Geometric Transition and Electronic Properties of Titanium-Doped Aluminum Clusters: AlnTi (n = 2-24).
Summary of "Geometric Transition and Electronic Properties of Titanium-Doped Aluminum Clusters: AlnTi (n = 2-24)."
Equilibrium geometries of AlnTi (n = 2-24) clusters were studied using density-functional theory with generalized gradient approximation. The resulting geometries showed that the titanium atom remains on the surface of clusters for n < 20 but is endohedrally doped from n = 20. This structural transition confirms the previous experiment results obtained by studying their abilities for argon physisorption (Lang, S. M.; Claes, P.; Neukermans, S.; Janssens, E. J. Am. Soc. Mass Spectrom.2011, 22, 1508). The average bond lengths, coordination numbers, relative stabilities, electronic properties, and other relevant properties were discussed. It was found that the doped titanium atoms strengthen the stabilities of the pure aluminum clusters. The coordination numbers of titanium atoms along with the average Al-Ti bond lengths undergo dramatic increases during the structural transition. The intra-atomic hybridization exists in both Ti and Al atoms, and charge transfer from Al atoms to Ti atom were found in these complexes, which should reflect the strength of Al-Ti interactions. Electronic structure analysis based on the partial density of states reveals stronger Al-Ti interactions for the endohedrally doped structures.
Institute of Atomic and Molecular Physics, Sichuan University , Chengdu 610065, China.
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Name: The journal of physical chemistry. A
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Medical and Biotech [MESH] Definitions
Lasers which use a solid, as opposed to a liquid or gas, as the lasing medium. Common materials used are crystals, such as YAG (YTTRIUM aluminum garnet); alexandrite; and CORUNDUM, doped with a rare earth element such as a NEODYMIUM; ERBIUM; or HOLMIUM. The output is sometimes additionally modified by addition of non-linear optical materials such as potassium titanyl phosphate crystal, which for example is used with neodymium YAG lasers to convert the output light to the visible range.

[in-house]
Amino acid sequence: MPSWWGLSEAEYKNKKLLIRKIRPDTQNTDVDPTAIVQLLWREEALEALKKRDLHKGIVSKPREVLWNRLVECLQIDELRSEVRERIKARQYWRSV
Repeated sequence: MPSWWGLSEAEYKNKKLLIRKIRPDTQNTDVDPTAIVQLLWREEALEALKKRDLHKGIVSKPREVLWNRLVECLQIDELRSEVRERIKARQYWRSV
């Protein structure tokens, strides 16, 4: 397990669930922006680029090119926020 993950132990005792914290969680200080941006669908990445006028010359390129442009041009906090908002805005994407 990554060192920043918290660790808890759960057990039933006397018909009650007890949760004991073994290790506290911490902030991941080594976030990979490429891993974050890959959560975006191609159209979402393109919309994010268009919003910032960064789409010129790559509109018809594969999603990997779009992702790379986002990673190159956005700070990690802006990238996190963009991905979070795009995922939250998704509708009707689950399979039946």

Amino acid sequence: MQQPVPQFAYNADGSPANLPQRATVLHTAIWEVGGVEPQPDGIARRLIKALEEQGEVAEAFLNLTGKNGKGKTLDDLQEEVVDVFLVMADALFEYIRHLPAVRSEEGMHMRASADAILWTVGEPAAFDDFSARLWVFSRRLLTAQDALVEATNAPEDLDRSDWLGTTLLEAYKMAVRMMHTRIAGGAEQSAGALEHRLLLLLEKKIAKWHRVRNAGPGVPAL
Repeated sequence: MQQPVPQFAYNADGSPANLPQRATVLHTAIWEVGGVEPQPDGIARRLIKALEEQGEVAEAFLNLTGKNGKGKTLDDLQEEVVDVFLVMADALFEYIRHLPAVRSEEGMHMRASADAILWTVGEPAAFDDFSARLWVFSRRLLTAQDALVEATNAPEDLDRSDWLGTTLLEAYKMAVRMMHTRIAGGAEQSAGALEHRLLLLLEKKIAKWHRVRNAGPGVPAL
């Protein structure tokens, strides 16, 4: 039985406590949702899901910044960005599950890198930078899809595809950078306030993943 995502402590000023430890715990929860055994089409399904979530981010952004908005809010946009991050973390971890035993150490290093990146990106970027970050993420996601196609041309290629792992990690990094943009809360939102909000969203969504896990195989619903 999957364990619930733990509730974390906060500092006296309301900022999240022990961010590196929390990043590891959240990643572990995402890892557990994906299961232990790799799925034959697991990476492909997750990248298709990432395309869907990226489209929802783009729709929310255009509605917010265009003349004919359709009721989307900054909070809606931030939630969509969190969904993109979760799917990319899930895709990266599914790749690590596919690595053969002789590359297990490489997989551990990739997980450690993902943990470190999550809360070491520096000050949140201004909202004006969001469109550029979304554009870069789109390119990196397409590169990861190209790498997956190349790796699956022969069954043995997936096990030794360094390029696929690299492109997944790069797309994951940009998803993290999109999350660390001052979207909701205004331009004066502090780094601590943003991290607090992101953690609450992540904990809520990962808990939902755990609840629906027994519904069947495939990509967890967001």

Inorganic compounds that contain aluminum as an integral part of the molecule.
Lasers with a semiconductor diode as the active medium. Diode lasers transform electric energy to light using the same principle as a light-emitting diode (LED), but with internal reflection capability, thus forming a resonator where a stimulated light can reflect back and forth, allowing only a certain wavelength to be emitted. The emission of a given device is determined by the active compound used (e.g., gallium arsenide crystals doped with aluminum or indium). Typical wavelengths are 810, 1,060 and 1,300 nm. (From UMDNS, 2005)
An oxide of aluminum, occurring in nature as various minerals such as bauxite, corundum, etc. It is used as an adsorbent, desiccating agent, and catalyst, and in the manufacture of dental cements and refractories.
Any of the numerous types of clay which contain varying proportions of Al2O3 and SiO2. They are made synthetically by heating aluminum fluoride at 1000-2000 degrees C with silica and water vapor. (From Hawley's Condensed Chemical Dictionary, 11th ed)